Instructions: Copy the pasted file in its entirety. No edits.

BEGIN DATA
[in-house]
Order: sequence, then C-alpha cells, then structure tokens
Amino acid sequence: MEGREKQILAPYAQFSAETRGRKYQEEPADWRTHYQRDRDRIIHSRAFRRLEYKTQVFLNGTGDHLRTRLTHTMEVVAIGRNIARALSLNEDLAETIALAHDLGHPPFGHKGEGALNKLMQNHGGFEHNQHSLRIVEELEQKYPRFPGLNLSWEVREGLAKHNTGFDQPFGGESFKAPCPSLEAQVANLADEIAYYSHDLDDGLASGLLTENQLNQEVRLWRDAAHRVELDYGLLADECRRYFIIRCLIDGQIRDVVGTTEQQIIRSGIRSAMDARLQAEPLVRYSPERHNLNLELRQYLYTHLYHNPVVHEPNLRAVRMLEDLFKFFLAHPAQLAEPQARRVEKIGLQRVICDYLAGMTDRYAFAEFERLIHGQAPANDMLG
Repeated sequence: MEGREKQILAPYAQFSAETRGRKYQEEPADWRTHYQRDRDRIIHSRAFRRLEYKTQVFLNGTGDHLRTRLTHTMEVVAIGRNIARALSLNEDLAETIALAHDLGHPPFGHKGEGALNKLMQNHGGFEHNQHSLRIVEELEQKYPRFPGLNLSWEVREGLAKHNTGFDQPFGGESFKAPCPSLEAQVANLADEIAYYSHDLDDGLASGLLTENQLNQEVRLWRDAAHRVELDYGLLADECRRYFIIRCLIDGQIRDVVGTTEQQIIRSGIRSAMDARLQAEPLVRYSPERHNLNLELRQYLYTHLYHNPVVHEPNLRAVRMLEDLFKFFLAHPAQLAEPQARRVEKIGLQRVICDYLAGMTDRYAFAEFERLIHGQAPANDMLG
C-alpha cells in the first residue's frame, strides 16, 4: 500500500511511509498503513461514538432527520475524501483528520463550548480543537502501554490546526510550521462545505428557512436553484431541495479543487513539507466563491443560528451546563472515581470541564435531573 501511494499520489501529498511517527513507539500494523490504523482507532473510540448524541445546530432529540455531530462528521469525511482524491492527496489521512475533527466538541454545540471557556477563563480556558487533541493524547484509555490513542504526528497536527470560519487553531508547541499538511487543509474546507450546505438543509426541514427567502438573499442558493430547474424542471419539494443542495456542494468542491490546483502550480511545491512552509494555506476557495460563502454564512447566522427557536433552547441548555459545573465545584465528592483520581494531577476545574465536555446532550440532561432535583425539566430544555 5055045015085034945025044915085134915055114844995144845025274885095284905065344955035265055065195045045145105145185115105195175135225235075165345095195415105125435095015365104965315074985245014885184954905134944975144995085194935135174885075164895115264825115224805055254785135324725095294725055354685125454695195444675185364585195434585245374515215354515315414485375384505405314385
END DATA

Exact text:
[in-house]
Order: sequence, then C-alpha cells, then structure tokens
Amino acid sequence: MEGREKQILAPYAQFSAETRGRKYQEEPADWRTHYQRDRDRIIHSRAFRRLEYKTQVFLNGTGDHLRTRLTHTMEVVAIGRNIARALSLNEDLAETIALAHDLGHPPFGHKGEGALNKLMQNHGGFEHNQHSLRIVEELEQKYPRFPGLNLSWEVREGLAKHNTGFDQPFGGESFKAPCPSLEAQVANLADEIAYYSHDLDDGLASGLLTENQLNQEVRLWRDAAHRVELDYGLLADECRRYFIIRCLIDGQIRDVVGTTEQQIIRSGIRSAMDARLQAEPLVRYSPERHNLNLELRQYLYTHLYHNPVVHEPNLRAVRMLEDLFKFFLAHPAQLAEPQARRVEKIGLQRVICDYLAGMTDRYAFAEFERLIHGQAPANDMLG
Repeated sequence: MEGREKQILAPYAQFSAETRGRKYQEEPADWRTHYQRDRDRIIHSRAFRRLEYKTQVFLNGTGDHLRTRLTHTMEVVAIGRNIARALSLNEDLAETIALAHDLGHPPFGHKGEGALNKLMQNHGGFEHNQHSLRIVEELEQKYPRFPGLNLSWEVREGLAKHNTGFDQPFGGESFKAPCPSLEAQVANLADEIAYYSHDLDDGLASGLLTENQLNQEVRLWRDAAHRVELDYGLLADECRRYFIIRCLIDGQIRDVVGTTEQQIIRSGIRSAMDARLQAEPLVRYSPERHNLNLELRQYLYTHLYHNPVVHEPNLRAVRMLEDLFKFFLAHPAQLAEPQARRVEKIGLQRVICDYLAGMTDRYAFAEFERLIHGQAPANDMLG
C-alpha cells in the first residue's frame, strides 16, 4: 500500500511511509498503513461514538432527520475524501483528520463550548480543537502501554490546526510550521462545505428557512436553484431541495479543487513539507466563491443560528451546563472515581470541564435531573 501511494499520489501529498511517527513507539500494523490504523482507532473510540448524541445546530432529540455531530462528521469525511482524491492527496489521512475533527466538541454545540471557556477563563480556558487533541493524547484509555490513542504526528497536527470560519487553531508547541499538511487543509474546507450546505438543509426541514427567502438573499442558493430547474424542471419539494443542495456542494468542491490546483502550480511545491512552509494555506476557495460563502454564512447566522427557536433552547441548555459545573465545584465528592483520581494531577476545574465536555446532550440532561432535583425539566430544555 5055045015085034945025044915085134915055114844995144845025274885095284905065344955035265055065195045045145105145185115105195175135225235075165345095195415105125435095015365104965315074985245014885184954905134944975144995085194935135174885075164895115264825115224805055254785135324725095294725055354685125454695195444675185364585195434585245374515215354515315414485375384505405314385